Our visual style — including our black and red color theme — has been influenced by the Sith and Empire of Star Wars; other influences being The Matrix and Warhammer 40k and the Thief game series. Our music has been inspired by several alternative rock and metal bands such as Alice in Chains, Pearl Jam, Stone Temple Pilots, Soundgarden, Helmet, Tool, Linkin Park, Deftones, Muse, Radiohead, Slipknot etc. Electronic acts such as The Prodigy have been our earliest influences along with other techno and rave artist of the 80-90s like KLF and Westbam; countless game soundtracks from Amiga 500 games such as Speed Ball, Chaos Engine and Turrican; synthpop from the 80s like Jan Hammer and Jean-Michel Jarre. The list is very long but bits and pieces of all that here and there are combined in our music. It´s mainly about taking what’s inside you, following that line of thought, instead of thinking how these elements could be used to create commercial success. That’s what makes it genuine.
Then again, listen to how Chris Cornell answers to that same question: “That’s easy. I think it’s one of the most boring questions. First of all if you can’t hear it in person’s music than it’s sort of wasting time”.
EM: I guess it was not easy to tell people that you are coming back after 7 years of silence. 7 years you always heard the same question on and on. 7 years people asked you when the new music will be released. But time after time nothing was happening. Some people still don’t believe that you are really coming back, and that the silence is over. What happened that made you disappear for all these years? How were these years for you?
Even though we didn´t release anything, we never stopped working or become completely inactive. The reason we took the break from releasing and touring was because we wanted to take a step back and look at how we were doing things and experiment with different ways of doing that. The years before and after our re-grouping in 2009 were extremely intense for some of us; part of the reason was to take a breather and work on a slower pace while exploring other careers. Of course, after we had been quiet for few years, suddenly there were some Finnish acts that weirdly happened to have a style almost identical to ours. People probably thought no one would ever hear from us again and that we wouldn´t be coming back. Obviously, they were wrong, about great many things.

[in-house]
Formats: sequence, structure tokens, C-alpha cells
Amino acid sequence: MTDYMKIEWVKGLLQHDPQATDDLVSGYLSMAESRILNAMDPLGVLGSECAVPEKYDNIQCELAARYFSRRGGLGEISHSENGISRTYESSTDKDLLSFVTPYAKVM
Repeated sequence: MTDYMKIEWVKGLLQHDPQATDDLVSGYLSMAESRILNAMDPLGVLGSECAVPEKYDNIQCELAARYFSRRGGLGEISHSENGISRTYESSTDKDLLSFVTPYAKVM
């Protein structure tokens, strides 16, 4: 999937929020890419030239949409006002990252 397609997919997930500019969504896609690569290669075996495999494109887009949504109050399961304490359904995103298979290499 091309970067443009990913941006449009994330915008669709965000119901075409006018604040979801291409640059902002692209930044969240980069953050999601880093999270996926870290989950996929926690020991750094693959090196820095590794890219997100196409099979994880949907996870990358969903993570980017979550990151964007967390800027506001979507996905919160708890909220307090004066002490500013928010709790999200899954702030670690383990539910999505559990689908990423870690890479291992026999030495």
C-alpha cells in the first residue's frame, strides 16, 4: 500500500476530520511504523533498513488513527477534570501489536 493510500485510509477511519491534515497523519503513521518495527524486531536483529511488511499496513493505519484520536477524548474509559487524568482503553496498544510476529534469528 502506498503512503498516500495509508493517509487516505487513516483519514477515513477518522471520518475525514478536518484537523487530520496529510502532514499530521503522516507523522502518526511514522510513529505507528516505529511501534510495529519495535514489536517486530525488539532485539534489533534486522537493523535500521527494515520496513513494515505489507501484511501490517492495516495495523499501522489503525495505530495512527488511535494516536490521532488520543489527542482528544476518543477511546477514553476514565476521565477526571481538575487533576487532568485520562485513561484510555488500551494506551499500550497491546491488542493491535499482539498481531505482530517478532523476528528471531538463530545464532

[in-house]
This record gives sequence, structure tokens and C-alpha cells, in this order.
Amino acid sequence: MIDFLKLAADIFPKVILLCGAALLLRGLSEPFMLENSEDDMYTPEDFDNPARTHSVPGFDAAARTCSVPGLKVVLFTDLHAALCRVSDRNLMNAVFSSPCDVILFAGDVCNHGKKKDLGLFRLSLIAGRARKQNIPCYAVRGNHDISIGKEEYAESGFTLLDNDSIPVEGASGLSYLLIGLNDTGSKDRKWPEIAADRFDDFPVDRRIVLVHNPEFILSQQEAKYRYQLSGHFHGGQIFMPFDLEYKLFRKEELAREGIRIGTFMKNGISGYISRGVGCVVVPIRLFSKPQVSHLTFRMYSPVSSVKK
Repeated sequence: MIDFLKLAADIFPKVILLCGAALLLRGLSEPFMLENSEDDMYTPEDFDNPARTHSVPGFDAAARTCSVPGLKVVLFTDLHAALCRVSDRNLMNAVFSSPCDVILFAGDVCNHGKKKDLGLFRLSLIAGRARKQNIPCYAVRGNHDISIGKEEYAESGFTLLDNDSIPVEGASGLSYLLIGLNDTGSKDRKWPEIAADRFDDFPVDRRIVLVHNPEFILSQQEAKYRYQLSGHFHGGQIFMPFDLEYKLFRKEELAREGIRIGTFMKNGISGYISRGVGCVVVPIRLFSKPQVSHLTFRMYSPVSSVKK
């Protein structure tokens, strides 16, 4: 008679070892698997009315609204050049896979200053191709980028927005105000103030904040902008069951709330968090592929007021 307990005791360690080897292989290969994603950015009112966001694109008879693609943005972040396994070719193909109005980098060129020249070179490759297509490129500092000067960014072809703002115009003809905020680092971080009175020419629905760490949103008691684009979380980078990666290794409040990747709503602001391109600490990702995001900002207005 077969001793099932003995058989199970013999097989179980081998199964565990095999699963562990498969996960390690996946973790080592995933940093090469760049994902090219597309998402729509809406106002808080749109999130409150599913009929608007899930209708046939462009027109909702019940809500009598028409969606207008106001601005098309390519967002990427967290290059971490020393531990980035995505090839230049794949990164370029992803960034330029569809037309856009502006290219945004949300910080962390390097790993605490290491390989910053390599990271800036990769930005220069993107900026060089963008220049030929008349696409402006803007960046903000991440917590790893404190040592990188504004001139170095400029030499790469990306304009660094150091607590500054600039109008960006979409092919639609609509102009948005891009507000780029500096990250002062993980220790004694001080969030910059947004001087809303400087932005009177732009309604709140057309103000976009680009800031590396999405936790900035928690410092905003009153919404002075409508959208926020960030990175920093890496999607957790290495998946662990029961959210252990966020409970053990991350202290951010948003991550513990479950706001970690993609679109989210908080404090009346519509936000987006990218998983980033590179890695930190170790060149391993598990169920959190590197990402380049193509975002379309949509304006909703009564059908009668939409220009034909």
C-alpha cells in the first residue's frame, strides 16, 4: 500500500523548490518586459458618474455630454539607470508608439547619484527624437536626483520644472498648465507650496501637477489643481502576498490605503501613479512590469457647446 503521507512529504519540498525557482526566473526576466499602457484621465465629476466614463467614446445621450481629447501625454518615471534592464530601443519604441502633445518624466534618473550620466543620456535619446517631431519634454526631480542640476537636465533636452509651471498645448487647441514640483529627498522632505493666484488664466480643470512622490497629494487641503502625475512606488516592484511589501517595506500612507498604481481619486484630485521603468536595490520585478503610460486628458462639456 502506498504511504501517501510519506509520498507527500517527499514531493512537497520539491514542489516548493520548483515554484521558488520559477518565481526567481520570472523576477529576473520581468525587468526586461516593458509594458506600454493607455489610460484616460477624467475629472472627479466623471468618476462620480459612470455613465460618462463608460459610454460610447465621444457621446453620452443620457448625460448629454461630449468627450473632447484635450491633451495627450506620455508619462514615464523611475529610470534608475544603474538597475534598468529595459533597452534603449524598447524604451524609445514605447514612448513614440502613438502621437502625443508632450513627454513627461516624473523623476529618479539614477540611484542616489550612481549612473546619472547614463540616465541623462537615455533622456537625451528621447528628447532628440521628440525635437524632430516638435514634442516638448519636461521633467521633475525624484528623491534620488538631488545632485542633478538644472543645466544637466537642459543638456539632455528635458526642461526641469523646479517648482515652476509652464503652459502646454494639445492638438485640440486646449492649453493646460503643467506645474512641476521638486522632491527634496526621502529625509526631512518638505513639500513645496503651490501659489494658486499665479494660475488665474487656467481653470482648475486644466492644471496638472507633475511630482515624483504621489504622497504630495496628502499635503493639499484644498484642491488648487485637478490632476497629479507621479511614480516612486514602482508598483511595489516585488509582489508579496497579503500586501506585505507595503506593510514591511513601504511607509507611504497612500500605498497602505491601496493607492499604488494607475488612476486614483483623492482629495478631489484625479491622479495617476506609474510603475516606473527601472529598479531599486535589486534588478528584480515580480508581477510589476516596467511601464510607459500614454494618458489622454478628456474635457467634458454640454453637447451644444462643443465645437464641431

But first let´s define what “coming back” means? If people expect us to start performing and releasing stuff at the same rate and intensity as back in 2010-2011, that might not happen — at least not right away. That would require a record deal and/or extra funding and marketing powers if we are to maintain the same quality. This isn’t something we can control directly but we can achieve this by finding the right associates. In an ideal situation that will happen soon but there´s no way of telling when exactly. Let´s also remember that things have changed already with the band: we have had the anonymous mask style for about 5 years and have already said in blogs that we don’t know if we want to tour at all. We might release only one song every 6 months. It depends on so many things. But it´s still better than complete silence.